During my years in Marketing at Visa, I had the pleasure of working with a group of account executives who were amazingly effective at providing great client service. I've kept in touch with several of them throughout the years, and I recently asked one former colleague (and current friend) how she managed accounts when her clients were older and more experienced than her. She shared with me a revealing story about her early days on the Visa account, a story that hit surprisingly close to home.
Within her first week, she was informed by her boss that the exacting Visa contact wanted a Director on the account, and didn't want to deal with a mere Senior AE, which was in fact her title. As I listened to the story, I realized that that client in question was me (in consort with my supervisor). Perhaps this fact had been politely "forgotten" by my friend; in any event, as she pointed out the difficulties of getting off on the wrong foot with her client, I recalled how and why the project went terribly awry. My friend had walked into a battleground where trust and respect were nowhere to be found. How had we let things get to that state?
Why the Respect Isn't There
There are three major reasons why respect often does not develop within a business relationship:
1) The element of trust in a professional colleague's commitment
and follow-through has not been established or given the
necessary time and space to flourish.
2) The client is not familiar with the account executive or agency
work, and has not yet developed confidence in their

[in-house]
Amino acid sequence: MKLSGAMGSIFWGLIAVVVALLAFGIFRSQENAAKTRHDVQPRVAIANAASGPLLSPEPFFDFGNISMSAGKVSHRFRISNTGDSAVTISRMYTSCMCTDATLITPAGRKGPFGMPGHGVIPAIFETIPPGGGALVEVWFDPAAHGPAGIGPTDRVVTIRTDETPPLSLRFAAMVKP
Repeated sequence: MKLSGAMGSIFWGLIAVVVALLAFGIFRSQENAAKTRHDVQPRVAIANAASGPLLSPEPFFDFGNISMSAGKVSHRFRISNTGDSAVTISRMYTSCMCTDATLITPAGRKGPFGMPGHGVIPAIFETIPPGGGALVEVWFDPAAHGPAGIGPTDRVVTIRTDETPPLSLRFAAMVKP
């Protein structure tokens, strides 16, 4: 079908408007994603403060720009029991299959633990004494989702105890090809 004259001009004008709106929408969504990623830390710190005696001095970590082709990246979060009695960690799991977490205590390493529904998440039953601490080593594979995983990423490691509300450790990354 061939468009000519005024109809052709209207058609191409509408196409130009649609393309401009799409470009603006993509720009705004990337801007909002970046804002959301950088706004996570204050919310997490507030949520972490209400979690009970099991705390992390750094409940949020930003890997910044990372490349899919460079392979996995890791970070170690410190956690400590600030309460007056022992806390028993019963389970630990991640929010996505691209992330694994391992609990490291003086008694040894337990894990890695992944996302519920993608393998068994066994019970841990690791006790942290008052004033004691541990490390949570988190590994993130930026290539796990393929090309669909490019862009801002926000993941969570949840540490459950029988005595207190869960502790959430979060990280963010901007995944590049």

3) Due to poorly developed professional arrangements, both
parties feel inhibited and are unable to share any and all
information that is germane to the project and ongoing
When respect for a person or business has not yet developed, a pivotal lack of trust is usually to blame. When trust is broken, one or more of these three reasons usually can be pinpointed as the cause.
Building Trust, Then Respect
Fortunately, repairing an initial break in trust ultimately can enhance your business relationship. Developing your own capacity for trust, first and foremost, is crucial in developing respect for others. This happened at Visa with my account-exec friend; both partiesagency and clientcommitted to their trust in one another, leading to a successful business relationship.
So, what do you do when your client doesn't trust you (or come to you first) to do a job?
First, manage your client's expectations (under-promise, over-deliver) so that you start building their trust in your capabilities.
Second, develop a symbiotic relationship with your client by asking questions and sharing information that will benefit you both.
Finally, and perhaps most importantly, work with your senior management to ensure that they are aware of all relevant issues, then collaborate on developing solutions with the client.
When I asked my friend how she dealt with her situation, she stated that she used the above principles, especially in working with her senior management. The trust that was damaged between the client and agency was repaired over time, and the respect for her grew tenfold.
What did the client learn? That respect starts with taking a leap of faith in trusting again. The Senior AE that we didn't want on our account soon emerged as a superstar because she followed the above principles. We ended up winning not only mutual trust and respect on that project but also the Bronze Reggie, proving once again that trust and respect so often add up to multileveled success.
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